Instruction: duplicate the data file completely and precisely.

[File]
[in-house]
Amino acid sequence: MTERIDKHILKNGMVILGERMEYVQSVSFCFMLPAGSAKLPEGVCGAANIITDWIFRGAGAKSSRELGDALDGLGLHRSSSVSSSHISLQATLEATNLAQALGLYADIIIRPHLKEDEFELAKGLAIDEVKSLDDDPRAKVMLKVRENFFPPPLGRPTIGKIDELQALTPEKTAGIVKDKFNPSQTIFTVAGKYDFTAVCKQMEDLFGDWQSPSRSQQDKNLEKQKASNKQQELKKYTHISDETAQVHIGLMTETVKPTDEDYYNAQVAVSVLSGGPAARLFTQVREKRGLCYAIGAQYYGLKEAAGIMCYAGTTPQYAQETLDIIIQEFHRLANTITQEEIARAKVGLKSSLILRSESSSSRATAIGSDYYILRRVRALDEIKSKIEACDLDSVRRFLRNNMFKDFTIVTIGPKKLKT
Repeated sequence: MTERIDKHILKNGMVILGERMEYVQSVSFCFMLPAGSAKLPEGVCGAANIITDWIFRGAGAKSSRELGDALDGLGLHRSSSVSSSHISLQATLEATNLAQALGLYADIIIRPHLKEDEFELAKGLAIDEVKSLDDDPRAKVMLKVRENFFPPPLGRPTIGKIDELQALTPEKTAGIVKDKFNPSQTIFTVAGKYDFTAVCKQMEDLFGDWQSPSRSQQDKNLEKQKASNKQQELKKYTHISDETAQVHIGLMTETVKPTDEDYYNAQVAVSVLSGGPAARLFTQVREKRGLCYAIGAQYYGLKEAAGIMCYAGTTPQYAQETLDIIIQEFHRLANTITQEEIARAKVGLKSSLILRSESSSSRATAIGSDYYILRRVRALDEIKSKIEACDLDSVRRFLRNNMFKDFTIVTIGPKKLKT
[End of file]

[in-house]
Amino acid sequence: MTERIDKHILKNGMVILGERMEYVQSVSFCFMLPAGSAKLPEGVCGAANIITDWIFRGAGAKSSRELGDALDGLGLHRSSSVSSSHISLQATLEATNLAQALGLYADIIIRPHLKEDEFELAKGLAIDEVKSLDDDPRAKVMLKVRENFFPPPLGRPTIGKIDELQALTPEKTAGIVKDKFNPSQTIFTVAGKYDFTAVCKQMEDLFGDWQSPSRSQQDKNLEKQKASNKQQELKKYTHISDETAQVHIGLMTETVKPTDEDYYNAQVAVSVLSGGPAARLFTQVREKRGLCYAIGAQYYGLKEAAGIMCYAGTTPQYAQETLDIIIQEFHRLANTITQEEIARAKVGLKSSLILRSESSSSRATAIGSDYYILRRVRALDEIKSKIEACDLDSVRRFLRNNMFKDFTIVTIGPKKLKT
Repeated sequence: MTERIDKHILKNGMVILGERMEYVQSVSFCFMLPAGSAKLPEGVCGAANIITDWIFRGAGAKSSRELGDALDGLGLHRSSSVSSSHISLQATLEATNLAQALGLYADIIIRPHLKEDEFELAKGLAIDEVKSLDDDPRAKVMLKVRENFFPPPLGRPTIGKIDELQALTPEKTAGIVKDKFNPSQTIFTVAGKYDFTAVCKQMEDLFGDWQSPSRSQQDKNLEKQKASNKQQELKKYTHISDETAQVHIGLMTETVKPTDEDYYNAQVAVSVLSGGPAARLFTQVREKRGLCYAIGAQYYGLKEAAGIMCYAGTTPQYAQETLDIIIQEFHRLANTITQEEIARAKVGLKSSLILRSESSSSRATAIGSDYYILRRVRALDEIKSKIEACDLDSVRRFLRNNMFKDFTIVTIGPKKLKT